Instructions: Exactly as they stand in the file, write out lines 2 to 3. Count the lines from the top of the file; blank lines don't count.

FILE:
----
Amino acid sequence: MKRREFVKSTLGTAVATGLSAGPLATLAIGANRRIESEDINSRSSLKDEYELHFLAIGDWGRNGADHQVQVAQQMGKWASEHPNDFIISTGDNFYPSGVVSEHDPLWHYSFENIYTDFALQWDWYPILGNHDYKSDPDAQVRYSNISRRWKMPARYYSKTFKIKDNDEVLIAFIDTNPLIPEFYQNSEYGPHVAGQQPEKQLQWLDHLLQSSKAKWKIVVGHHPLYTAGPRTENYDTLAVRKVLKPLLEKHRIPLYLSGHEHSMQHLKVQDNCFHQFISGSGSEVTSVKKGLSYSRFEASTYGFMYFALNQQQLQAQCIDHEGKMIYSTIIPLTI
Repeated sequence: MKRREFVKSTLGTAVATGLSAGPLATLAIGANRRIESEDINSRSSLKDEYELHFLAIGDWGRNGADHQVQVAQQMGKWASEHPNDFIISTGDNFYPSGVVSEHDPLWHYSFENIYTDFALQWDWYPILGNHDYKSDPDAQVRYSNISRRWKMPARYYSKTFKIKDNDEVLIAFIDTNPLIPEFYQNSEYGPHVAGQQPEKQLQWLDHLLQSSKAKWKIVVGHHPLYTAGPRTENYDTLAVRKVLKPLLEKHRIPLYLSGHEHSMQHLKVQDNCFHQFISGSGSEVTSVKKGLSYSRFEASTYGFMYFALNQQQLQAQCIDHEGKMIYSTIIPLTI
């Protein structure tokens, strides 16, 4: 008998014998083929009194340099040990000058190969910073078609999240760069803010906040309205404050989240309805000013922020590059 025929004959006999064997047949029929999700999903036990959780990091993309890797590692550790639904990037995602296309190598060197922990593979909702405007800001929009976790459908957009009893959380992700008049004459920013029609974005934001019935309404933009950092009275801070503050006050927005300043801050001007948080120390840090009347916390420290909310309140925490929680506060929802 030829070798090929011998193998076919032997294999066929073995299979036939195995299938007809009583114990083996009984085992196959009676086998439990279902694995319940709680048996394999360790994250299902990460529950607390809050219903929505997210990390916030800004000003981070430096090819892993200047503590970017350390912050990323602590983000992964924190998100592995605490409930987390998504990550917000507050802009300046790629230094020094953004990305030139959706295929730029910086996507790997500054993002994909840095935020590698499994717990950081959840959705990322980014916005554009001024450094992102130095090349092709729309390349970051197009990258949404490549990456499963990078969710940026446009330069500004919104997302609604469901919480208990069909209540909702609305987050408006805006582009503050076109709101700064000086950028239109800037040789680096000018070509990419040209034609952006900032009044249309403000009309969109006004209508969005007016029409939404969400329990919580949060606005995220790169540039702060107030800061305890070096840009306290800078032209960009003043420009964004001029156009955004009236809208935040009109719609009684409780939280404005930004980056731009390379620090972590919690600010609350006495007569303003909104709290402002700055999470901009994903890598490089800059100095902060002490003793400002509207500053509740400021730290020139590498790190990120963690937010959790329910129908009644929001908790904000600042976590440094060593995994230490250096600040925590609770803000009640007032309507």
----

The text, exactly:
Repeated sequence: MKRREFVKSTLGTAVATGLSAGPLATLAIGANRRIESEDINSRSSLKDEYELHFLAIGDWGRNGADHQVQVAQQMGKWASEHPNDFIISTGDNFYPSGVVSEHDPLWHYSFENIYTDFALQWDWYPILGNHDYKSDPDAQVRYSNISRRWKMPARYYSKTFKIKDNDEVLIAFIDTNPLIPEFYQNSEYGPHVAGQQPEKQLQWLDHLLQSSKAKWKIVVGHHPLYTAGPRTENYDTLAVRKVLKPLLEKHRIPLYLSGHEHSMQHLKVQDNCFHQFISGSGSEVTSVKKGLSYSRFEASTYGFMYFALNQQQLQAQCIDHEGKMIYSTIIPLTI
């Protein structure tokens, strides 16, 4: 008998014998083929009194340099040990000058190969910073078609999240760069803010906040309205404050989240309805000013922020590059 025929004959006999064997047949029929999700999903036990959780990091993309890797590692550790639904990037995602296309190598060197922990593979909702405007800001929009976790459908957009009893959380992700008049004459920013029609974005934001019935309404933009950092009275801070503050006050927005300043801050001007948080120390840090009347916390420290909310309140925490929680506060929802 030829070798090929011998193998076919032997294999066929073995299979036939195995299938007809009583114990083996009984085992196959009676086998439990279902694995319940709680048996394999360790994250299902990460529950607390809050219903929505997210990390916030800004000003981070430096090819892993200047503590970017350390912050990323602590983000992964924190998100592995605490409930987390998504990550917000507050802009300046790629230094020094953004990305030139959706295929730029910086996507790997500054993002994909840095935020590698499994717990950081959840959705990322980014916005554009001024450094992102130095090349092709729309390349970051197009990258949404490549990456499963990078969710940026446009330069500004919104997302609604469901919480208990069909209540909702609305987050408006805006582009503050076109709101700064000086950028239109800037040789680096000018070509990419040209034609952006900032009044249309403000009309969109006004209508969005007016029409939404969400329990919580949060606005995220790169540039702060107030800061305890070096840009306290800078032209960009003043420009964004001029156009955004009236809208935040009109719609009684409780939280404005930004980056731009390379620090972590919690600010609350006495007569303003909104709290402002700055999470901009994903890598490089800059100095902060002490003793400002509207500053509740400021730290020139590498790190990120963690937010959790329910129908009644929001908790904000600042976590440094060593995994230490250096600040925590609770803000009640007032309507």